What type of play is the Spanish Tragedy by Thomas Kyd?

“The Spanish Tragedy, also known as Hieronimo is Mad Again, is a renowned Elizabethan tragedy penned by Thomas Kyd between 1582 and 1592. This influential play not only gained immense popularity during its time but also introduced a new genre to English theatre, known as the revenge play or revenge tragedy. Filled with violent murders and featuring Revenge personified as a character, The Spanish Tragedy is often hailed as the first mature Elizabethan drama. However, its status as the first remains contested by Christopher Marlowe’s Tamburlaine. Nevertheless, it served as a source of inspiration and parody for numerous playwrights of the Elizabethan and Jacobean eras, including Marlowe, William Shakespeare, and Ben Jonson.

Many elements found in The Spanish Tragedy, such as the use of a play-within-a-play to ensnare a murderer and a vengeful ghost, can be seen echoed in Shakespeare’s Hamlet. Thomas Kyd is often proposed as the potential author of the hypothetical Ur-Hamlet, which may have been one of Shakespeare’s primary sources for his famous play.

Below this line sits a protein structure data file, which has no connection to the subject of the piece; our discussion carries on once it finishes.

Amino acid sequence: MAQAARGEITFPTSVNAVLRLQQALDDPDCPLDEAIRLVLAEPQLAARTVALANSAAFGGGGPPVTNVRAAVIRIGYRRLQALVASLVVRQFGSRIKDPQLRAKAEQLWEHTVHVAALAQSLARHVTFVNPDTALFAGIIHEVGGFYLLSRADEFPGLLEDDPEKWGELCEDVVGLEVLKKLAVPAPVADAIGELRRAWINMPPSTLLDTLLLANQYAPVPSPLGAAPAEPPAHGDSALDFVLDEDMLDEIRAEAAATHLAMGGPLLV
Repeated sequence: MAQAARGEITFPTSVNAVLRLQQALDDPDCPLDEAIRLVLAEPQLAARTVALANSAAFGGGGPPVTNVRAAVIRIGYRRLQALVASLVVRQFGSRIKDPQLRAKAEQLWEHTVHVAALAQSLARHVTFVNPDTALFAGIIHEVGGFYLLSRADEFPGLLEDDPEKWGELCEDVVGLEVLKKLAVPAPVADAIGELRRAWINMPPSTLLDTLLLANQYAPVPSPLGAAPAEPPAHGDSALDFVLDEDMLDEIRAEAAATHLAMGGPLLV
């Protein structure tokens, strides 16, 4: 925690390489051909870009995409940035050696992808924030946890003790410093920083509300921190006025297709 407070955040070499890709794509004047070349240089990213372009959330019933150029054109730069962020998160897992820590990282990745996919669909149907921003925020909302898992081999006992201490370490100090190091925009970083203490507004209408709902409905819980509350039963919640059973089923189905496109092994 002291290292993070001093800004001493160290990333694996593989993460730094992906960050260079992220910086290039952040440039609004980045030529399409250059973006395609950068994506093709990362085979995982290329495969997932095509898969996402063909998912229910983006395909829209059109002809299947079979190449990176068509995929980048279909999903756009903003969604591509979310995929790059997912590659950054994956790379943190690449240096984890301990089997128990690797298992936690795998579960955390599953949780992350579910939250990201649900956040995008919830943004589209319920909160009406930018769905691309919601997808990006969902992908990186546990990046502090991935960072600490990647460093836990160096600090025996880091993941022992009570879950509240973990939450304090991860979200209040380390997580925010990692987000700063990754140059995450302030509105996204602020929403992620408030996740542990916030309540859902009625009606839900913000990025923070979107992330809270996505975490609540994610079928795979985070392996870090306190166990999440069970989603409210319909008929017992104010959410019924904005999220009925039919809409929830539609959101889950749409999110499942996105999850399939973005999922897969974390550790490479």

Early performances of The Spanish Tragedy took place at The Rose on 23 February 1592, staged by Lord Stranger’s Men under the title Jeronimo. This performance was repeated sixteen times until 22 January 1593. However, it is unlikely that the February 1592 performance marked the play’s premiere since it was not labeled as ‘ne’ (new) by Philip Henslowe, the producer. It remains unclear whether Jeronimo referred to The Spanish Tragedy or The First Part of Hieronimo (printed in 1604), an anonymous ‘prequel’ to Kyd’s play, or possibly both on different occasions.

The Admiral’s Men revived Kyd’s original play on 7 January 1597, staging it twelve times until 19 July. They also performed it jointly with Pembroke’s Men on 11 October of the same year. Philip Henslowe’s records suggest that the play was staged again in 1601 and 1602. English actors even toured Germany with the play in 1601, and adaptations were made in both Germany and the Netherlands.

In more recent times, The Spanish Tragedy was performed at London’s National Theatre, starting in 1982 at the Cottesloe Theatre, with Michael Bryant portraying Hieronimo and under the direction of Michael Bogdanov. The production later transferred to the Lyttelton Theatre in 1984.